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Certificate in Corrections: Program Overview

Those interested in establishing a career in corrections can pursue certificate programs at the undergraduate and graduate level. Discover information about the programs, requirements, salary, and job outlook.

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Essential Information

Many schools offer undergraduate certificate programs in corrections that train students to work in public or private corrections facilities. Students take classes related to the structure of the corrections system, human behavior, inmate treatment standards and juvenile corrections facilities. On the other hand, graduate certificate programs are usually designed for people already working in the field. Therefore, these programs include coursework focusing more on leadership, organizational management and administration practices in corrections; an internship may also be included.

Prerequisites for the undergraduate program include a high school diploma or GED and a background check, while graduate programs mandate a bachelor's degree. Regardless of the program chosen, prospective students should verify that it meets the training standards of the agency at which they wish to work.


Undergraduate Certificate Program in Corrections

This program prepares individuals for entry-level employment. Programs might focus on a specific area of the field, such as juvenile corrections, and can be finished in one year. Students acquire fundamental knowledge of corrections operations and law enforcement through courses like psychology, law and criminal justice. They may also learn how to help inmates understand and deal with change, manage difficult behavior and make effective decisions. Core course topics can include:

  • Security practices
  • Parole and probation
  • Legalities in corrections
  • Juvenile justice practices
  • Criminal justice operations
  • Inmate treatment procedures

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  • Corrections Admin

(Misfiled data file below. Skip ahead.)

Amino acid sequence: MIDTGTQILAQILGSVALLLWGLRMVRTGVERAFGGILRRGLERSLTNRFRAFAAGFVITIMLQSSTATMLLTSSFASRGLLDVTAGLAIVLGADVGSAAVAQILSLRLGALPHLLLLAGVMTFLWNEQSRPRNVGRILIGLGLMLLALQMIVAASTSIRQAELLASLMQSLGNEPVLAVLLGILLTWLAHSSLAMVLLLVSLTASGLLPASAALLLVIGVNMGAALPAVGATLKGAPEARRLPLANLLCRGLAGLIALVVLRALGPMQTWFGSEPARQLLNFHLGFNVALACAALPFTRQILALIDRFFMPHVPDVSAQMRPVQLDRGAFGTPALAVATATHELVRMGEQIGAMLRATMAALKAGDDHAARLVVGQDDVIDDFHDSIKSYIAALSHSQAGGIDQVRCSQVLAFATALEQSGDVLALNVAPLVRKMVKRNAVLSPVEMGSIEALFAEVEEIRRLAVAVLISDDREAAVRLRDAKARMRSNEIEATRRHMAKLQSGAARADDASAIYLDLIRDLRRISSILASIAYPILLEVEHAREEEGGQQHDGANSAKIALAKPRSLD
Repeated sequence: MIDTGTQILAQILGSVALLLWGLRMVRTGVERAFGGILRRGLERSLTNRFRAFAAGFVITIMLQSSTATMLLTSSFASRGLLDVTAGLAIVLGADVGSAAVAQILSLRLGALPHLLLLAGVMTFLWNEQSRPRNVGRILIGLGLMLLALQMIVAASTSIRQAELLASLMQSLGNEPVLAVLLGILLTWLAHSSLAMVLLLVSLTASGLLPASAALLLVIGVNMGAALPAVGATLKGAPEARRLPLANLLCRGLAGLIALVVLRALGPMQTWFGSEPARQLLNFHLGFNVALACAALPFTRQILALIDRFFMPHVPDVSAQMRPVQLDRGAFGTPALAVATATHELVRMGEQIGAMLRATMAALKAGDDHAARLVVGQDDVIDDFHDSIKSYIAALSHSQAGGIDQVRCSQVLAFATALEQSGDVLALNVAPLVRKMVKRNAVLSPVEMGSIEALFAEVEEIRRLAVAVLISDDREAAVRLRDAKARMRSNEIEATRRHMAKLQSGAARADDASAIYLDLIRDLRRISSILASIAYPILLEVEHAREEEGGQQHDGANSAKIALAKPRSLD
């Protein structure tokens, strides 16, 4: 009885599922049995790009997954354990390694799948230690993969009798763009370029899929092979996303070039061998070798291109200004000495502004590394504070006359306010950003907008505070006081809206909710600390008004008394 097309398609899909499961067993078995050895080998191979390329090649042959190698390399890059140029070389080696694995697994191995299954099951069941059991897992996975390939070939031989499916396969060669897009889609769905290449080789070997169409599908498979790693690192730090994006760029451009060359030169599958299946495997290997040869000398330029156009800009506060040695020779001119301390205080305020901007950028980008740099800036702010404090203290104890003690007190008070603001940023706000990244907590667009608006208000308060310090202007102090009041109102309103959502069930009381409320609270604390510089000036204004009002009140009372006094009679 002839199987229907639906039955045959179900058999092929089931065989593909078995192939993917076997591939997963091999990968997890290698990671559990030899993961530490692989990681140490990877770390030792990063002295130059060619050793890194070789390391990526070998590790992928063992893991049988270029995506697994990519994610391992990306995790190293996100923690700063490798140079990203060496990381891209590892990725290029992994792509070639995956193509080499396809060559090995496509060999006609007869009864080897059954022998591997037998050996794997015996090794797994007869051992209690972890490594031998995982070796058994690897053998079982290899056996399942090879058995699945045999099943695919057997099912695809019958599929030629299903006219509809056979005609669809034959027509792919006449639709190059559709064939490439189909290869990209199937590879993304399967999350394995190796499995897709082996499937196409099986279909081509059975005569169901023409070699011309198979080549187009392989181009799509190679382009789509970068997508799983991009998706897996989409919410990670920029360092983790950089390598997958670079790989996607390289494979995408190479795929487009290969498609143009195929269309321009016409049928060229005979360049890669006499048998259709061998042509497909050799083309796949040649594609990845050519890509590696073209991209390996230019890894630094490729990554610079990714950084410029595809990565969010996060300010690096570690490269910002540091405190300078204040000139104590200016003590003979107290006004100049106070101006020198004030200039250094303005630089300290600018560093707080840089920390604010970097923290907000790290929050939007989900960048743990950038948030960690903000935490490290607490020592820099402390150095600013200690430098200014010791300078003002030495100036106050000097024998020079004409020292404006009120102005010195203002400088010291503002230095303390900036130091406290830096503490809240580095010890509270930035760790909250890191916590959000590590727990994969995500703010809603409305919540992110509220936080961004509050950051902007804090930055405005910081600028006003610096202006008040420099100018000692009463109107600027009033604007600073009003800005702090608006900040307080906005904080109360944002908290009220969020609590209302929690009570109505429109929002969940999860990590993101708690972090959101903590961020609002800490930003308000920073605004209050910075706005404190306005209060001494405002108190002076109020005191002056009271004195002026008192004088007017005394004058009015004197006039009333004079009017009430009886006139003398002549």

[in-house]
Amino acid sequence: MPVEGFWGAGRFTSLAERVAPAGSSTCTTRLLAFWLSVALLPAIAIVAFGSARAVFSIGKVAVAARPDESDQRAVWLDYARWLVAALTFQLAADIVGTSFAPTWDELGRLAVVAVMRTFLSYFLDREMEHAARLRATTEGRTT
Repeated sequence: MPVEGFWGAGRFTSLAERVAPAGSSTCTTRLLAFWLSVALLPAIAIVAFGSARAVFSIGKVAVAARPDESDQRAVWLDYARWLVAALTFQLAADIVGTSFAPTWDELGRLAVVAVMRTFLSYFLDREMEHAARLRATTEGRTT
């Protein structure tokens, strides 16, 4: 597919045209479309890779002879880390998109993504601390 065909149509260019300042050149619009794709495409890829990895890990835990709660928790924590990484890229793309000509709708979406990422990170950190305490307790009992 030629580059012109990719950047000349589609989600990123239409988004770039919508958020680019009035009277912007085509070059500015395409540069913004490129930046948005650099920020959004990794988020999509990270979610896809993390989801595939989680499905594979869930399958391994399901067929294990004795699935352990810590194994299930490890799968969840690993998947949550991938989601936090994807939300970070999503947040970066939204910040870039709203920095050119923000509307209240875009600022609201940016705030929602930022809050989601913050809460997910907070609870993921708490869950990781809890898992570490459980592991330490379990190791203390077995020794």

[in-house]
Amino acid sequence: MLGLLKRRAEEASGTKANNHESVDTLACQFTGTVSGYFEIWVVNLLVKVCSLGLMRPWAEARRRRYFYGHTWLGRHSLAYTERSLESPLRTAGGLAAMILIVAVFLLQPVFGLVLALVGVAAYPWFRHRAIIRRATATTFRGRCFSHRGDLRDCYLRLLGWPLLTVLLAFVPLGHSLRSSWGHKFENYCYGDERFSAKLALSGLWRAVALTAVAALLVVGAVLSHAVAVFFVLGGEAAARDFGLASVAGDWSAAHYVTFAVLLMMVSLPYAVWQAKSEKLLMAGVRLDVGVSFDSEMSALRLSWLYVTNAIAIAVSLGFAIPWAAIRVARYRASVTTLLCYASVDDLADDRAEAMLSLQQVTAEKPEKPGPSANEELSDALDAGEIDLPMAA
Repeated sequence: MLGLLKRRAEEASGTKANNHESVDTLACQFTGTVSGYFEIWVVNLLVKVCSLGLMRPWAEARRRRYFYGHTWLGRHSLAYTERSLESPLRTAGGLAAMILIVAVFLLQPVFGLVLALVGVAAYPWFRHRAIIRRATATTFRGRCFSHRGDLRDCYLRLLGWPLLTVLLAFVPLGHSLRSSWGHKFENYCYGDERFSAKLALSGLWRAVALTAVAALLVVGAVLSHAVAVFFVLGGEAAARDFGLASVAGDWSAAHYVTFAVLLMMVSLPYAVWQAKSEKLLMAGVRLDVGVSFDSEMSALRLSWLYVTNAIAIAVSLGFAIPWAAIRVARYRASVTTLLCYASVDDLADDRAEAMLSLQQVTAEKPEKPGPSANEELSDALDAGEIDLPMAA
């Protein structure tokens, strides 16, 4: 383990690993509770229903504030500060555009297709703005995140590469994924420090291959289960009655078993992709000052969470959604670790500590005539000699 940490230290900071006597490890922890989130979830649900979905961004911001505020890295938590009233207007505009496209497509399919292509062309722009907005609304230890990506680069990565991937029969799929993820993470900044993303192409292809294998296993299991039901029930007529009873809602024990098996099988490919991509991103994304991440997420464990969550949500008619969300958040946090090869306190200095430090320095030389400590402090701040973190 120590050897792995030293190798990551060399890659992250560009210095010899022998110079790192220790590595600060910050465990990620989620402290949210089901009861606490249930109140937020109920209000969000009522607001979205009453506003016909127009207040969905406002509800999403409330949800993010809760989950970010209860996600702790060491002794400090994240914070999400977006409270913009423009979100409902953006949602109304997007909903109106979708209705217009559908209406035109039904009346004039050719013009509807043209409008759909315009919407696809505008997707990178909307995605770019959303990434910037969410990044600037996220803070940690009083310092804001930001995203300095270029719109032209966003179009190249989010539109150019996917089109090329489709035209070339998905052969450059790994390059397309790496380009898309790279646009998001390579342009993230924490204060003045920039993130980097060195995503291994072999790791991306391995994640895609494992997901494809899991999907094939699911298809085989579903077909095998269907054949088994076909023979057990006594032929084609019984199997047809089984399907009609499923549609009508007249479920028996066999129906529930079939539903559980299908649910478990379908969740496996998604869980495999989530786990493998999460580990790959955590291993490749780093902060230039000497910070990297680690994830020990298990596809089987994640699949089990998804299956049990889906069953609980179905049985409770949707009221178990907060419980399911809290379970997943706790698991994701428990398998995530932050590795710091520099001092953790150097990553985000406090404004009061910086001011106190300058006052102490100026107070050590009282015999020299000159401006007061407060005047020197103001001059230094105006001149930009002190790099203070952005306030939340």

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  • Securities Services Mgmt
  • Security and Theft Prevention Services

Graduate Certificate Program in Corrections

These programs prepare graduates of bachelor's degree programs for work in the fields of social work, criminal justice or public administration, and usually take less than one year to complete. Programs usually focus on developing a student's leadership skills as well as his or her knowledge of administrative policies and practices within a correctional institution. Students may also learn how to handle decisions related to inmates from different ethnic backgrounds. Specific course topics might include:

  • Leadership in criminal justice
  • Administration practice and theory
  • Organization management
  • Criminal justice policy analysis
  • Sentencing and punishment procedures
  • Multicultural inmate populations

Popular Career Options

Those who obtain undergraduate certificates can pursue careers in corrections. They might work in juvenile detention centers or adult correctional facilities. Some jobs require applicants to pass a civil service or physical ability exam before receiving a job offer. Some positions within the corrections field include:

  • Corrections officer
  • Jailer
  • Residential counselor
  • Police and detective supervisor
  • Detention specialist

Upon completion of a graduate certificate program, individuals could pursue a new career or seek advancement, such as a captain, lieutenant or supervisor position, within a correctional facility.

Employment Outlook and Salary Information

According to the U.S Bureau of Labor Statistics (BLS), the median salary for correctional officers and bailiffs was $40,580 in 2015, while correctional supervisors earned a median wage of $59,720. The BLS anticipated slower-than-average job growth of four percent for correctional officers and bailiffs and three percent for supervisors for the 2014-2024 decade.

Continuing Education Information

Individuals who earn an undergraduate certificate in corrections might be able to transfer applicable coursework to associate or bachelor's degree programs in criminal justice studies.

Additionally, with some experience, corrections officers could also advance their careers by completing a graduate certificate program in corrections leadership or management. A student with a graduate certificate in corrections could also pursue a master's degree in criminal justice studies, administrative science or a related field. Additionally, a doctoral degree could expand employment options to include postgraduate teaching positions.

Individuals wanting to work in corrections can earn an undergraduate Certificate in Corrections with coursework providing knowledge in corrections operations and law enforcement. Those who already are in the field can advance with a graduate certificate program which focuses more on the leadership aspect of corrections.

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